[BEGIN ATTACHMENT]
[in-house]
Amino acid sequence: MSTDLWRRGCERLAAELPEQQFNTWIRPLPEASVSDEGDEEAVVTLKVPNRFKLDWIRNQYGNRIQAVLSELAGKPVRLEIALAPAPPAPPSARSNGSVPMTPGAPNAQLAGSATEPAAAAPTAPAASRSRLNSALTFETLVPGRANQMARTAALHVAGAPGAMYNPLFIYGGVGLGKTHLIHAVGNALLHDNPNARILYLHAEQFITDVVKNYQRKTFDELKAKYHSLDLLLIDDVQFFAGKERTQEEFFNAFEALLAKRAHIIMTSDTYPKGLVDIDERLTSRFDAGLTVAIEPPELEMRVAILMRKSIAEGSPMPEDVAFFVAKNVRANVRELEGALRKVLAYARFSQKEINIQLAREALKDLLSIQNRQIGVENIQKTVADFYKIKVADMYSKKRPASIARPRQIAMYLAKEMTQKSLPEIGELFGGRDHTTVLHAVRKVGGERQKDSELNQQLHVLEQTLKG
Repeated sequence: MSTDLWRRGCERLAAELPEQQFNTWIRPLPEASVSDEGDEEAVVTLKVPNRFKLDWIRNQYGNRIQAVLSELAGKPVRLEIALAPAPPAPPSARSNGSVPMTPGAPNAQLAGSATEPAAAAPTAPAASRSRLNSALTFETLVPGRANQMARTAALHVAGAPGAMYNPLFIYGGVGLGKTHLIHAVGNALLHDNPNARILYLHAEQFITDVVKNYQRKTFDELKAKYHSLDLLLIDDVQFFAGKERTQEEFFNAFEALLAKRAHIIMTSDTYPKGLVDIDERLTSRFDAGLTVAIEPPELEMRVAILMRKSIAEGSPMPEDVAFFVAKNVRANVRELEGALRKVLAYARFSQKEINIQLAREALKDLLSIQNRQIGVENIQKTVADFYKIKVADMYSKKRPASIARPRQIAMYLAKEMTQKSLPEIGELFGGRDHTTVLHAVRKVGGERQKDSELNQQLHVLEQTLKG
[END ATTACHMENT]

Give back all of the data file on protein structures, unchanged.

[in-house]
Amino acid sequence: MSTDLWRRGCERLAAELPEQQFNTWIRPLPEASVSDEGDEEAVVTLKVPNRFKLDWIRNQYGNRIQAVLSELAGKPVRLEIALAPAPPAPPSARSNGSVPMTPGAPNAQLAGSATEPAAAAPTAPAASRSRLNSALTFETLVPGRANQMARTAALHVAGAPGAMYNPLFIYGGVGLGKTHLIHAVGNALLHDNPNARILYLHAEQFITDVVKNYQRKTFDELKAKYHSLDLLLIDDVQFFAGKERTQEEFFNAFEALLAKRAHIIMTSDTYPKGLVDIDERLTSRFDAGLTVAIEPPELEMRVAILMRKSIAEGSPMPEDVAFFVAKNVRANVRELEGALRKVLAYARFSQKEINIQLAREALKDLLSIQNRQIGVENIQKTVADFYKIKVADMYSKKRPASIARPRQIAMYLAKEMTQKSLPEIGELFGGRDHTTVLHAVRKVGGERQKDSELNQQLHVLEQTLKG
Repeated sequence: MSTDLWRRGCERLAAELPEQQFNTWIRPLPEASVSDEGDEEAVVTLKVPNRFKLDWIRNQYGNRIQAVLSELAGKPVRLEIALAPAPPAPPSARSNGSVPMTPGAPNAQLAGSATEPAAAAPTAPAASRSRLNSALTFETLVPGRANQMARTAALHVAGAPGAMYNPLFIYGGVGLGKTHLIHAVGNALLHDNPNARILYLHAEQFITDVVKNYQRKTFDELKAKYHSLDLLLIDDVQFFAGKERTQEEFFNAFEALLAKRAHIIMTSDTYPKGLVDIDERLTSRFDAGLTVAIEPPELEMRVAILMRKSIAEGSPMPEDVAFFVAKNVRANVRELEGALRKVLAYARFSQKEINIQLAREALKDLLSIQNRQIGVENIQKTVADFYKIKVADMYSKKRPASIARPRQIAMYLAKEMTQKSLPEIGELFGGRDHTTVLHAVRKVGGERQKDSELNQQLHVLEQTLKG